So…What is Agile About?

October 18, 2018 | Nicole Rubbi-Clarke

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The term agile was created in 2001 by a group of pioneering software developers who created something known as the “Agile Manifesto”. In it, they described four new values for developing software.

The Agile Manifesto

  1. People over processes and tools
  2. Respond to change rather then follow a plan
  3. Working prototypes over excessive documentation
  4. Customer collaboration over rigid contracts

Frameworks that follow these values and principles are known as "agile techniques".  In short, Agile project management is defined as an iterative development methodology that values human communication and feedback, adapting to changes, and producing working results. It is interesting that businesses are now steadily incorporating Agile approaches, but what is noteworthy is the fact that Agile projects have better success then traditional projects (nearly 30% higher success rate according to PWC research).

Today, Agile is no longer limited to the tech industry. It has moved into other areas and functions, such as product development, manufacturing marketing and HR. Rapid innovation has become a strategic imperative, and to achieve it, businesses have looked to agile practices for managing projects.

Agile performance management in particular is becoming more visible in the HR group. See our White Paper 'Performance Management: Turning a Foe Into an Ally' that advocates the agile approach to performance management. The approach is a move away from a directive style toward one of collaboration, continuous feedback and development practice. Some of the areas that have seen the greatest change in HR are in performance appraisals, coaching, teams, compensation, recruiting, and learning and development.

Compared with traditional management approaches, there are notable benefits of going Agile:

6 Benefits of Going Agile

  1. Increases team productivity and employee satisfaction
  2. Minimizes the waste inherent in redundant meetings, repetitive planning, excessive documentation, quality defects, and low-value product features
  3. Improves customer engagement and satisfaction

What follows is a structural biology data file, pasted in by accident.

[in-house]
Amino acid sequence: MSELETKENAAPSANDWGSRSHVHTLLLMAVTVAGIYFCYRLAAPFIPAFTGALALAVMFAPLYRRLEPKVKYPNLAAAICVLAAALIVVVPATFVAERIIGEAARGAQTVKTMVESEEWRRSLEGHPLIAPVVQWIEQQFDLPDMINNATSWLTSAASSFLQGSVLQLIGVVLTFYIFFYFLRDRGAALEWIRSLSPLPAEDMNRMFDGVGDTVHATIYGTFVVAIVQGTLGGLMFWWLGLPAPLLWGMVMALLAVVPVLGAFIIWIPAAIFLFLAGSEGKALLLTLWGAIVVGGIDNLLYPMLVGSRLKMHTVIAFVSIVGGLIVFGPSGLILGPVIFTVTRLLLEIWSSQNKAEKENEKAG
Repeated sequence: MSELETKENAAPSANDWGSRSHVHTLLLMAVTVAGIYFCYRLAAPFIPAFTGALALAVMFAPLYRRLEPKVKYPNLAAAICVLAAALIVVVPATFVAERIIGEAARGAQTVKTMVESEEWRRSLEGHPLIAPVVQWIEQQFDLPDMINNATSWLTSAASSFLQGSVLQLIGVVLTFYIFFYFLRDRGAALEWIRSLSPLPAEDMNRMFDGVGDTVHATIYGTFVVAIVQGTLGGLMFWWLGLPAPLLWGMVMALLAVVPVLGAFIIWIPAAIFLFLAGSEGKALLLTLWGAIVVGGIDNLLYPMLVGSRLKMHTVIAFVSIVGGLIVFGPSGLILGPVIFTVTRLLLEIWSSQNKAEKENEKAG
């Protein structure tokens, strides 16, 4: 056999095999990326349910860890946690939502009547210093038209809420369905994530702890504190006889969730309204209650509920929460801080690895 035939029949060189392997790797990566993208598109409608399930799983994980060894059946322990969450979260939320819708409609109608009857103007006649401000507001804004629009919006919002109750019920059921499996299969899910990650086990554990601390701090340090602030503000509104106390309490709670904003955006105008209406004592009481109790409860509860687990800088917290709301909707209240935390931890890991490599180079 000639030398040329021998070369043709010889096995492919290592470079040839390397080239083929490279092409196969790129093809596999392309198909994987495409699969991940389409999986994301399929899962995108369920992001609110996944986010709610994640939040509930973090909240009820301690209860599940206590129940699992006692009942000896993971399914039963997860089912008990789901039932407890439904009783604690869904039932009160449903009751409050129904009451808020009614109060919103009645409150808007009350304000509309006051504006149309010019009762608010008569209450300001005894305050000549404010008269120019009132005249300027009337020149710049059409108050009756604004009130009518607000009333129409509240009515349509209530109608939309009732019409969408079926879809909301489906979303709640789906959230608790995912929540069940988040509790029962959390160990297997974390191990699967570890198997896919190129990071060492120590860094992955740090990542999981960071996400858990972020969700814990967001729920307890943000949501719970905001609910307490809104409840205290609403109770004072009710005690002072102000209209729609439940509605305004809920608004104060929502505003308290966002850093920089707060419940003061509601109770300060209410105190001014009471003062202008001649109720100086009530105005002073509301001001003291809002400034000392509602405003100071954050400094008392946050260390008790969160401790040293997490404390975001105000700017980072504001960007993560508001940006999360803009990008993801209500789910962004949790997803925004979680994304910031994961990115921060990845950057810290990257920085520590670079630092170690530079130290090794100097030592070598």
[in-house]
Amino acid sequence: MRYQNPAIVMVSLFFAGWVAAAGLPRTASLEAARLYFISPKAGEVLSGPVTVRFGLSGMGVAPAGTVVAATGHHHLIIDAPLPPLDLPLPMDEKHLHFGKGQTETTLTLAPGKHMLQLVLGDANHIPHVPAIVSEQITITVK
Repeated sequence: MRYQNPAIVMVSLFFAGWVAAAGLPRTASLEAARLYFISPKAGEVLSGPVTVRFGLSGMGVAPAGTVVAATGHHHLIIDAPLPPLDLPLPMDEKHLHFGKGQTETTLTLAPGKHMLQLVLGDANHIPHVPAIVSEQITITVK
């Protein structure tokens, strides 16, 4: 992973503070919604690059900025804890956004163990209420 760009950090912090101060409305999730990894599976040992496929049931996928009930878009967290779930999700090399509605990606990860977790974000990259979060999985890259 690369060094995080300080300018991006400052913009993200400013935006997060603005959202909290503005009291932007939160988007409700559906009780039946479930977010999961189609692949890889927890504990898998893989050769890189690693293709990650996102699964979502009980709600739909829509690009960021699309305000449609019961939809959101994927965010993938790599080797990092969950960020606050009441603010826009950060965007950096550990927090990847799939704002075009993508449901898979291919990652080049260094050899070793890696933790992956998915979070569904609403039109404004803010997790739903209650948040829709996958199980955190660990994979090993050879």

4. Brings the most valuable products and features to market faster and more predictably
  5. Broadens organizational experience and builds mutual trust and respect
  6. Allows senior managers to devote themselves more fully to higher-value work that only they can do: creating and adjusting the corporate vision; prioritizing strategic initiatives; simplifying and focusing work; assigning the right people to tasks; increasing cross-functional collaboration; and removing impediments to progress.

We can see that companies are now looking to shift from hierarchical structures to more Agile environments, in order to operate at the speed required by today’s competitive marketplace. However, Agile methods do not need to be used across the board. It is important to understand where Agile works and does not work, and to have a real commitment to the process.  

DecodeHR will be running a series of leadership development workshops that focus on transformational leadership and design thinking. Please get in touch if you would like to receive an invitation to these workshops.

 Reference Sources :

1) Embracing Agile: How to master the process that’s transforming management, Darrell K. Rigby, Jeff Sutherland, and Hirotaka Takeuchi

2)   Bring Agile to the Whole Organization, Jeff Gothelf

3) The New Rules of Talent Management HR Goes Agile, Peter Cappelli and Anna Tavis

4) Capterra - What Exactly Is Agile? A Definition of Agile Project Management, Andrew Conrad

5) CIO - Agile project management: A comprehensive guide

6) Upraise - Traditional vs Agile Performance Management

7) PWC - Agile Project Deliver Confidence

Tags:   Agile